From Patrick Gavin Duffy’s The Official Mixer’s Manual (what makes it official I don’t know) comes this drink, another blend of gin and apricot brandy, although here in equal proportions as opposed to the 2:1 ration that’s so common in these old cocktail guides. Duffy’s book, published in 1934, in large part rips off the earlier Savoy Cocktail Book – but this beverage does not appear in Craddock’s volume. It does appear in Hugo Ensslin’s 1917 Recipes for Mixed Drinks, which is pretty much the last pre-Prohibition bartender’s guide to make it to press – and that is probably where Duffy got it, although there it appears with the juice of half a lime, whereas Duffy calls for a full lime.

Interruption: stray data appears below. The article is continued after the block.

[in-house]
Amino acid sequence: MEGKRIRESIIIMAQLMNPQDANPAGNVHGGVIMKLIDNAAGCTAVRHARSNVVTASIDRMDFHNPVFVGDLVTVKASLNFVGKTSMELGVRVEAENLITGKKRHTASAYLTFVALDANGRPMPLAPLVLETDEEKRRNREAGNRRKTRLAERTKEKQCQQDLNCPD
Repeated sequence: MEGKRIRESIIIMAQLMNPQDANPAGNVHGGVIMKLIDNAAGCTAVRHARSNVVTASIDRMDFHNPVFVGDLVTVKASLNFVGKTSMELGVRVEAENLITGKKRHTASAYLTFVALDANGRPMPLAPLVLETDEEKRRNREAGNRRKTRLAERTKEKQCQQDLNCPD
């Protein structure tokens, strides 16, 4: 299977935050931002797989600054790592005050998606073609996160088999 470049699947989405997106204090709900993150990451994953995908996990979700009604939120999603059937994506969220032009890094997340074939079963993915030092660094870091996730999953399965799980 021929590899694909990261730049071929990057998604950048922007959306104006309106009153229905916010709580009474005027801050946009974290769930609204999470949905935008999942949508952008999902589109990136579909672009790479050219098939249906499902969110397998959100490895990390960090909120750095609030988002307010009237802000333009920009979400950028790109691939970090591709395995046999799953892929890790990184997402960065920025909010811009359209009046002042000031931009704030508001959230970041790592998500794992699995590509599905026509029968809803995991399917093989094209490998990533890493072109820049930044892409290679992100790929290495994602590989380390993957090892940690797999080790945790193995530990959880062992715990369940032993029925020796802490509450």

1/3 apricot brandy
1/3 French vermouth
The juice of one lime
Combine ingredients in a shaker with ice; shake and strain into a chilled cocktail glass.
I used one ounce of the three liquors – it seemed perfect, but if you’ve got a very small lime, maybe go with 3/4 oz.
This is one of those cocktails that achieves the perfect balance between sour and sweet. The gin and apricot are up front, but as the drink works its way to the back of your mouth, the lime comes to the fore, and lingers afterward along with the vermouth. Truly a wonderful cocktail, albeit one with a rather unfortunate name, at least to modern ears. Five livers.